Monday, July 22, 2019

Nemata Blyden's "African Americans and Africa"

Nemata Blyden is associate professor of history and international affairs at George Washington University. She is the author of West Indians in West Africa, 1808–1880: The African Diaspora in Reverse.

Blyden applied the “Page 99 Test” to her new book, African Americans and Africa: A New History, and reported the following:
From page 99:
The new nation did not allow for easy acceptance of African Americans as equal and full citizens. By labeling blacks inferior white Americans could justify their shameful treatment of them. In the new century the expansion of democratic rights for whites accompanied a lessening of black rights. The swelling number of free blacks in the postrevolutionary period posed a major problem, particularly in the South. The United States essentially had a free black problem, as those newly emancipated faced more legal restrictions. The flexibility and mobility they had enjoyed in the seventeenth century was gone by the nineteenth. Although Northern blacks had a little more autonomy than their counterparts in the South, they still confronted restrictive legislation and racism. The federal government itself behaved in discriminatory ways, passing immigration and naturalization laws limiting citizenship to whites, and restricting blacks from enlisting in militias or serving as mail carriers, among other things. Individual states also imposed onerous legislation curbing the rights of free blacks. In the South free blacks, especially those who thrived, like the Jones family, exposed the myth of black incapacity. The many successes of free blacks belied Southern justifications that slavery was necessary because those of African descent needed the care and protection of whites to survive. The expanding number of successful blacks like Jehu Jones challenged the very idea of black inferiority.

Slaveholders feared a thriving free population might incite the enslaved to rebel or run away. Consequently, they assigned them to the inferior category in which slaves had been placed. With the growing number of them in the North at war’s end, Southern legislatures passed restrictive laws targeting the free blacks in their states, and curtailing the possibility of freedom for those still in slavery. There were very few free blacks in states like South Carolina and Georgia, although Charleston and Savannah had small populations of affluent blacks. Although laws in many Southern states recognized free blacks, their status was conditional, relying on recognition and validation from white citizens. Regardless of their class and status, all blacks faced restrictions and prohibitions. In most Southern states free blacks had no voting rights and were forced to prove their status. This required them to register with authorities, sometimes to...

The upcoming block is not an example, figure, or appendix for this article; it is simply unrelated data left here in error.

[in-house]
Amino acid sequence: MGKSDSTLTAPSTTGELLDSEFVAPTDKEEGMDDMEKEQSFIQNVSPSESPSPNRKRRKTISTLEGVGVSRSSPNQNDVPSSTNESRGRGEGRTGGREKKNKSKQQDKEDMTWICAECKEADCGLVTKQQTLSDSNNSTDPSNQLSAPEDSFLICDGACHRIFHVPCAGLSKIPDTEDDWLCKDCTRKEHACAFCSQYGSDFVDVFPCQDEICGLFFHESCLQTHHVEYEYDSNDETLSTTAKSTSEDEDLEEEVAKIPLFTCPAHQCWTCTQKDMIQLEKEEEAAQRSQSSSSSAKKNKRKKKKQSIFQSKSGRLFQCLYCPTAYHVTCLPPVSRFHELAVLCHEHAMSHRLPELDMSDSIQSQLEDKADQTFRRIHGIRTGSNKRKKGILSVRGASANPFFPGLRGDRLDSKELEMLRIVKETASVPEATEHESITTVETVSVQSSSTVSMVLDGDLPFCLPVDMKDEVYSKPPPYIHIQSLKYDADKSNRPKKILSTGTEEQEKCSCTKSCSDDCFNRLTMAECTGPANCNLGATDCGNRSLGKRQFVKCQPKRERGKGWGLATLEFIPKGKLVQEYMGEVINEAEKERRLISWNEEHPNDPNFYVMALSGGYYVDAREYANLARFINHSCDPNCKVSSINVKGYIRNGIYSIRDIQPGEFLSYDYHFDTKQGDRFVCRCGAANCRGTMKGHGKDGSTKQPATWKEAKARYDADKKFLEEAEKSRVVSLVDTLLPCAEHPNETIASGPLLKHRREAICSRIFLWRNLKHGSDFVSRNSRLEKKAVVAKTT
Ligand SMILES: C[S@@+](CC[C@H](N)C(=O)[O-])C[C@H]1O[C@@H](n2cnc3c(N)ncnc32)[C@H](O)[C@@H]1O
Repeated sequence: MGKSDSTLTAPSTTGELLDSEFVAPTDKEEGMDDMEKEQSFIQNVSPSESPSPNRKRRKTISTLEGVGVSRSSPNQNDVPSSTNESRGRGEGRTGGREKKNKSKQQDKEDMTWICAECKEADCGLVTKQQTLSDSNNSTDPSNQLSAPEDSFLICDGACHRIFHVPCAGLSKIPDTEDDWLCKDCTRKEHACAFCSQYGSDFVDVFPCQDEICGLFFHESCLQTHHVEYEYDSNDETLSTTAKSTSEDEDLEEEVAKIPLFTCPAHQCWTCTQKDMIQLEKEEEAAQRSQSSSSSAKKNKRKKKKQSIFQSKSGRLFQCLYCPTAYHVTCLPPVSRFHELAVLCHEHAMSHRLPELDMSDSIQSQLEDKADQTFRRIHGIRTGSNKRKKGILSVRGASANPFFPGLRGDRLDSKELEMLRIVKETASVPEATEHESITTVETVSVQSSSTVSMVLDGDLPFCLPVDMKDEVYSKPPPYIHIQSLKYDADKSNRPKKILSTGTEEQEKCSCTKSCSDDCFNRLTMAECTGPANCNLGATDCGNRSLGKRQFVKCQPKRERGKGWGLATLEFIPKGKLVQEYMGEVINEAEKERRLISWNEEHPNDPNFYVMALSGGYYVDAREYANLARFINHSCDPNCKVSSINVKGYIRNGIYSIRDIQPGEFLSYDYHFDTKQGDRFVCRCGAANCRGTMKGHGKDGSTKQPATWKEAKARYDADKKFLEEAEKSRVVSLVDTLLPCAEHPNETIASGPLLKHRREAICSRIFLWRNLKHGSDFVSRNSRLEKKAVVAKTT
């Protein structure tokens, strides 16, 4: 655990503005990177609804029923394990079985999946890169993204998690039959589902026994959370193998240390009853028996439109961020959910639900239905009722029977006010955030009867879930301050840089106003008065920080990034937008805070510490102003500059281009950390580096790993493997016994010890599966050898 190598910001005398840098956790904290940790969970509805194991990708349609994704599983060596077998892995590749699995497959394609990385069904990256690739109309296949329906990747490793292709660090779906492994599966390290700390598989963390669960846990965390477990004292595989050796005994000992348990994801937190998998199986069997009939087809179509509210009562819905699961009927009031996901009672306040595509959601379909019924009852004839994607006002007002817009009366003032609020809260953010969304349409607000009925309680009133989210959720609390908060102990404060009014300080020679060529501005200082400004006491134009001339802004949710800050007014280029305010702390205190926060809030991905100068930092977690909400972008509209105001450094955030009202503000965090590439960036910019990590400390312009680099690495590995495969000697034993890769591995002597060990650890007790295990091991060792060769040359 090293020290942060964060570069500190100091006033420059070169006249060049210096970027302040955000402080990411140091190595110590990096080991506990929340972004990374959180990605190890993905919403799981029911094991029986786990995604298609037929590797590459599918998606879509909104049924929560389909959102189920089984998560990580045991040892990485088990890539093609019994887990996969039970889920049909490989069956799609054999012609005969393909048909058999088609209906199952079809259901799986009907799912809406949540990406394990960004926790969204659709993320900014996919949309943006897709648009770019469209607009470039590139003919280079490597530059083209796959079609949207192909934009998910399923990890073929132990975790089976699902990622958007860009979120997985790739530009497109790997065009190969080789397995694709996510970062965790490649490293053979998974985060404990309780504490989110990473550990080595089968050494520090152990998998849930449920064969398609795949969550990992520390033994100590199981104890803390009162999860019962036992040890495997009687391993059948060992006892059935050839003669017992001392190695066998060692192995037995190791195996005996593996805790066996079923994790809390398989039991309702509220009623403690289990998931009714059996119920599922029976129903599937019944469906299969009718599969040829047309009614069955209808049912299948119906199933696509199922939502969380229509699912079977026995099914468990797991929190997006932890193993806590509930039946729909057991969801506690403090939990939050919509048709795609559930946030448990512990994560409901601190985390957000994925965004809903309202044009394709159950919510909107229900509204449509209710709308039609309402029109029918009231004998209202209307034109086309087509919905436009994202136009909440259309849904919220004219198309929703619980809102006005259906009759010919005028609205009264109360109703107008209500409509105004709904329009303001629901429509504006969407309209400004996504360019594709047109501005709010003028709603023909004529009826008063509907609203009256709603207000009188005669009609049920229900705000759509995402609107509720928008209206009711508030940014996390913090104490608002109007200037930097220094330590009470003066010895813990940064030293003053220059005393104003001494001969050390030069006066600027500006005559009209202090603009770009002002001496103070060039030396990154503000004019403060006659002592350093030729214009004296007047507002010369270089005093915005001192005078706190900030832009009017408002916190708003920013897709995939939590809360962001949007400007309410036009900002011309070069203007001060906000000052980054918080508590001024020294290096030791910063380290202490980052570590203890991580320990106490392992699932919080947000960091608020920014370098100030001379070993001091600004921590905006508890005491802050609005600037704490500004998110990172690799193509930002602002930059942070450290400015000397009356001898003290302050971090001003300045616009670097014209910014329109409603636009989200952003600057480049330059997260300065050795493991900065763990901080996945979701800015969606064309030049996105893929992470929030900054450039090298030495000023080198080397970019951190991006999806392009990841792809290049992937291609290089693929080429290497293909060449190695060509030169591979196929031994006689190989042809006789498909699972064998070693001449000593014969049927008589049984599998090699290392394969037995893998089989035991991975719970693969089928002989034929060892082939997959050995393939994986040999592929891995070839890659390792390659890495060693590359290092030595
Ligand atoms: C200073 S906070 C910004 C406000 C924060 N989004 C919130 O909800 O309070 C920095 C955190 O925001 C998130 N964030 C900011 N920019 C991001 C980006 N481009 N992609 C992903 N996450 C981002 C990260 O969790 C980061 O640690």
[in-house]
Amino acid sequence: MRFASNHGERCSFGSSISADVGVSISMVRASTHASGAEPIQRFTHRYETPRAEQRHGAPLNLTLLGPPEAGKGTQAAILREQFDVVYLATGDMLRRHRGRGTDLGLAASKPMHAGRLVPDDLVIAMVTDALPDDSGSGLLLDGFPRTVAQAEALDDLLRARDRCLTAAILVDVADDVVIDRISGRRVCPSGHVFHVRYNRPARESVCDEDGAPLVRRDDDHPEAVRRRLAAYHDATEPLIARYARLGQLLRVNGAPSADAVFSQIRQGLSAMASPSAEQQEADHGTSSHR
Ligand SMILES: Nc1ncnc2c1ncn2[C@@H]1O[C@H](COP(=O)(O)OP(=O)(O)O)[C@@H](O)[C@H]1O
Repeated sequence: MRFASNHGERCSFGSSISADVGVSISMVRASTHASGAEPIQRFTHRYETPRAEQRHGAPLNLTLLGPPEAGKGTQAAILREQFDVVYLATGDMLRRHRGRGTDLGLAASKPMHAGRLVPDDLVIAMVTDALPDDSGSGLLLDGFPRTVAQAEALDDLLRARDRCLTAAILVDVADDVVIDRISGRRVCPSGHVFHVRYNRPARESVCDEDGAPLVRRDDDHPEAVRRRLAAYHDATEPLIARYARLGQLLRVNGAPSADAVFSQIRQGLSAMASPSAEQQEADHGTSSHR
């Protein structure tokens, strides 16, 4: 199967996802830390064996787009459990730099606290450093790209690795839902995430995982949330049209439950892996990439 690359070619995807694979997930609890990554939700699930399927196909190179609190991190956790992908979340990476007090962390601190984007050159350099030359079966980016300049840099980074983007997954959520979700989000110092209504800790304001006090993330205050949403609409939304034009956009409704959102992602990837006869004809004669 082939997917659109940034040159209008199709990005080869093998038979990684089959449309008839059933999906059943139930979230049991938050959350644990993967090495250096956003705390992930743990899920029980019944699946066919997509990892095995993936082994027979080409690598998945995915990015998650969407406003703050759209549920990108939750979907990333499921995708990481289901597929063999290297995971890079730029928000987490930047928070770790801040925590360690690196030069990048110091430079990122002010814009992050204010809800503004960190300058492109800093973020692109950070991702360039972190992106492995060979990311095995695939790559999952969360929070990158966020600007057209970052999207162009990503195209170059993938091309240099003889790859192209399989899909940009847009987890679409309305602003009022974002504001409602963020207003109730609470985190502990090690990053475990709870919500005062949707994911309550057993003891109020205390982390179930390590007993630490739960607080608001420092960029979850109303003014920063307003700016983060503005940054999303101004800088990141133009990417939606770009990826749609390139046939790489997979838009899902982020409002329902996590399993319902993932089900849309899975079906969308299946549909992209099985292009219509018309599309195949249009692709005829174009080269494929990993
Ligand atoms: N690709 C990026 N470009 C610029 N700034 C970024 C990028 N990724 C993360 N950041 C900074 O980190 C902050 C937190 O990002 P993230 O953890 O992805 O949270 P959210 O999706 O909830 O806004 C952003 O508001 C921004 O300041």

I was not necessarily skeptical of this test, but was curious about how it would work for my book which is such a long sweep of history and a particular focus on African American engagement with Africa. I was, therefore, quite pleased with my results. Is it a good “browser’s shortcut?” I am not sure, but it does highlight a very important theme I address throughout the book – the discrimination African Americans have faced in the United States which has sometimes made (makes) them turn their gaze towards Africa. Page 99 (particularly the first paragraph) addresses the diminution of black rights in the United States during the nineteenth century. Increasing discrimination and marginalization of black Americans resulted in loss of rights, increasing racism, and even violence. The nineteenth century saw a hardening of slavery in the South, while blacks in northern states faced legal restrictions and economic competition from a growing immigrant population from Europe. What I have shown in previous chapters is how African descended women and men came to be in the United States, the many adjustments they had to make, how they coped with life in enslavement, the ways they tried to maintain a connection to Africa, and their growing claims on America and its ideals. The chapter from which this page comes, shows the frustration felt by African Americans as they tried to assert their right to citizenship, equality, and to find a place in American society. For some the increasing hostility was a sign that blacks would never be fully accepted as equals in the United States, and they looked to Africa as a possible solution. For many more African Americans, however, the solution was not emigration, but an opportunity to mobilize and fight for equality in the country of their birth, engage in activism against slavery, and assert their right to citizenship. Unfortunately, as subsequent chapters show African Americans continued to face rejection, relegation to the sidelines, and unequal opportunities which ensured that Africa would remain in the consciousness of many.
Learn more about African Americans and Africa at the Yale University Press website.

--Marshal Zeringue